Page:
Journalist Michael Parkinson interviews a broad range of the most famous people in the world.
Reviews

Episodes

Seasons


Years



26   19   18   17   16   15   … See all »
2007   2006   2005   2004   2003   2002   … See all »
4 wins & 8 nominations. See more awards »

Photos

Add Image Add an image

Do you have any images for this title?

Learn more

People who liked this also liked... 

Top of the Pops (1964–2016)
Music
    1 2 3 4 5 6 7 8 9 10 7/10 X  

A rundown of the latest chart hits, featuring in-studio performances from popular music artists.

Stars: The Ladybirds, Lulu Cartwright, Legs & Co
The Jonathan Ross Show (TV Series 2011)
Talk-Show
    1 2 3 4 5 6 7 8 9 10 6.3/10 X  

British talk show host Jonathon Ross talks with guests from around the globe.

Stars: Jonathan Ross, Olly Murs, Gary Barlow
Alan Carr: Chatty Man (TV Series 2009)
Talk-Show
    1 2 3 4 5 6 7 8 9 10 5.7/10 X  

Interview talk show hosted by comedian Alan Carr

Stars: Alan Carr, David Walliams, Mollie King
Mastermind (TV Series 1972)
Game-Show
    1 2 3 4 5 6 7 8 9 10 6.6/10 X  
Stars: John Humphrys, Magnus Magnusson, Gareth Kingston
Pointless Celebrities (TV Series 2010)
Game-Show
    1 2 3 4 5 6 7 8 9 10 7/10 X  

Celebrities try to find the most obscure answers to win money for their chosen charities.

Stars: Alexander Armstrong, Richard Osman, Anton du Beke
The Big Breakfast (1992–2002)
Comedy | Game-Show | News
    1 2 3 4 5 6 7 8 9 10 8/10 X  

The UK's breakfast TV show on Channel 4. A very lighthearted mix of interviews, news, quizzes and features.

Stars: Jody Bunting, Natasha Vale, Johnny Vaughan
Masterchef Goes Large (TV Series 2005)
Game-Show | Reality-TV
    1 2 3 4 5 6 7 8 9 10 6.8/10 X  
Stars: John Torode, Gregg Wallace, India Fisher
Weakest Link (2001–2003)
Game-Show
    1 2 3 4 5 6 7 8 9 10 5.5/10 X  

In this hybrid of "Inquizition" and "Survivor," contestants test their trivial mettle as a team and against each other. After each round of play, the team votes out the most expendable ... See full summary »

Stars: Anne Robinson, John Cramer, Anthony Anderson
TFI Friday (1996–2015)
Comedy | Music | Talk-Show
    1 2 3 4 5 6 7 8 9 10 7/10 X  

Comedy, guest interviews and live bands in the studio, from a bar in London's riverside studios.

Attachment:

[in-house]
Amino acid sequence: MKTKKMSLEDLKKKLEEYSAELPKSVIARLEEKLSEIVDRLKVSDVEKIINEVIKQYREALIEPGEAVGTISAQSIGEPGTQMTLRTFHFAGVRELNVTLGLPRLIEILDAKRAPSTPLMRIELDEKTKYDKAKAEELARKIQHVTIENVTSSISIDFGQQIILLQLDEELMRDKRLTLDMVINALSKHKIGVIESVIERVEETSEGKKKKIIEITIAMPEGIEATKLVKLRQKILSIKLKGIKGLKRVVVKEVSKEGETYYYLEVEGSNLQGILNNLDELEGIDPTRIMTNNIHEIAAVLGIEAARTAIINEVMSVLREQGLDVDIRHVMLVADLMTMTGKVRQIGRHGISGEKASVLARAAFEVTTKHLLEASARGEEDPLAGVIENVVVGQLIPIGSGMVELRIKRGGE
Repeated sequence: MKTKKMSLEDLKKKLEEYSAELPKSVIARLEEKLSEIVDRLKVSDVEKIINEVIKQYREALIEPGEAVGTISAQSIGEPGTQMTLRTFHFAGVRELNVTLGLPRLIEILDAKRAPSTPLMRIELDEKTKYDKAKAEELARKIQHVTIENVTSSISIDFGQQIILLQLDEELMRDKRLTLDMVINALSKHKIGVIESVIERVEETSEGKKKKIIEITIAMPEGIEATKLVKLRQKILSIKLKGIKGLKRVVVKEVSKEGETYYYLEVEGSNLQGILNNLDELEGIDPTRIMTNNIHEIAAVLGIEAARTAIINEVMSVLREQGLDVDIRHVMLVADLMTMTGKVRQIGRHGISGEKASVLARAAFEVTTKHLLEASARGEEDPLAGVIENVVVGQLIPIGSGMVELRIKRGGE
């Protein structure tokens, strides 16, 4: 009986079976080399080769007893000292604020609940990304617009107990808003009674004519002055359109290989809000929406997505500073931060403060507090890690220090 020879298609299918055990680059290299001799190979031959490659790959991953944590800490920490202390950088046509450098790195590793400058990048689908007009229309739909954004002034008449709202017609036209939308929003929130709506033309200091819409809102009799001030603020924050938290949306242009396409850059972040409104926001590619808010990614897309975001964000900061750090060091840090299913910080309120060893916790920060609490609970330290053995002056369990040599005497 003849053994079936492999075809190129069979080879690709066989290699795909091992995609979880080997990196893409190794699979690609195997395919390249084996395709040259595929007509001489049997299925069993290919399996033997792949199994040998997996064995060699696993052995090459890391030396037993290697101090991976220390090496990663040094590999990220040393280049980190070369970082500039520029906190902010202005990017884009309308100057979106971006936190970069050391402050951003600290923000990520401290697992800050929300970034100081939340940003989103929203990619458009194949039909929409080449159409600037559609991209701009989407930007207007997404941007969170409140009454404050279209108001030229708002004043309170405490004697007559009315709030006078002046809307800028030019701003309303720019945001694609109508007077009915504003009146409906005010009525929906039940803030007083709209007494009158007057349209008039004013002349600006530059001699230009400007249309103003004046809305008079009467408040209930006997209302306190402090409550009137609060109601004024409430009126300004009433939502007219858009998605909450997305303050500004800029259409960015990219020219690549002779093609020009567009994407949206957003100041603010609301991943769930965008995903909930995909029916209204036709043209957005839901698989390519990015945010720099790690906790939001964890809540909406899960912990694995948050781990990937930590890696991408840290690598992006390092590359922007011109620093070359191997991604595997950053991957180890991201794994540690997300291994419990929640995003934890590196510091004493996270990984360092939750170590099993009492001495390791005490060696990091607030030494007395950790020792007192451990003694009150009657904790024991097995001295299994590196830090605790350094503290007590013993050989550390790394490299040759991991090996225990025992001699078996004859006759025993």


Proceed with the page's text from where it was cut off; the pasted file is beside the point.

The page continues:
Stars: Catalina Guirado, Chris Evans, Sharleen Spiteri
Pointless (TV Series 2009)
Game-Show
    1 2 3 4 5 6 7 8 9 10 7.6/10 X  

A game show where contestants aim to score the fewest points possible by guessing the least popular answers given by people in polls on various subjects.

Stars: Alexander Armstrong, Richard Osman, Lisa Jay Jenkins
Come Dine with Me (TV Series 2008)
Game-Show | Reality-TV
    1 2 3 4 5 6 7 8 9 10 6.7/10 X  

An hourly prime time version of the daytime television show of the same name. Four strangers - amateur chefs - compete to host the best dinner party. The parties, solely for the competitors... See full summary »

Stars: Dave Lamb, Edwina Currie, Jonathan Ansell
Come Dine with Me (TV Series 2005)
Game-Show | Reality-TV
    1 2 3 4 5 6 7 8 9 10 6.7/10 X  

A group of five strangers, each an amateur chef, compete to host the best dinner party, each party solely for the competitors and to be held on consecutive evenings. With a set amount of ... See full summary »

Stars: Dave Lamb, Lesley Joseph, Bill Buckley
Edit

Cast

Complete series cast summary:
...
 Himself - Host / ... (332 episodes, 1971-2007)

Comic-Con 2017: All Aboard the IMDboat

 | 

July 20 to 23, 2017

Get entertainment news, trailer drops, and photos with IMDb's coverage of 2017 San Diego Comic-Con featuring host and IMDboat captain Kevin Smith. Watch our exclusive celebrity interviews, and tune in to our LIVE show from 3:30 to 5 p.m. PDT on Saturday, July 22.

Browse Our Guide to Comic-Con

Edit

Storyline

Journalist Michael Parkinson interviews a broad range of the most famous people in the world.

Plot Summary | Add Synopsis


Certificate:

See all certifications »
Edit

Details

Official Sites: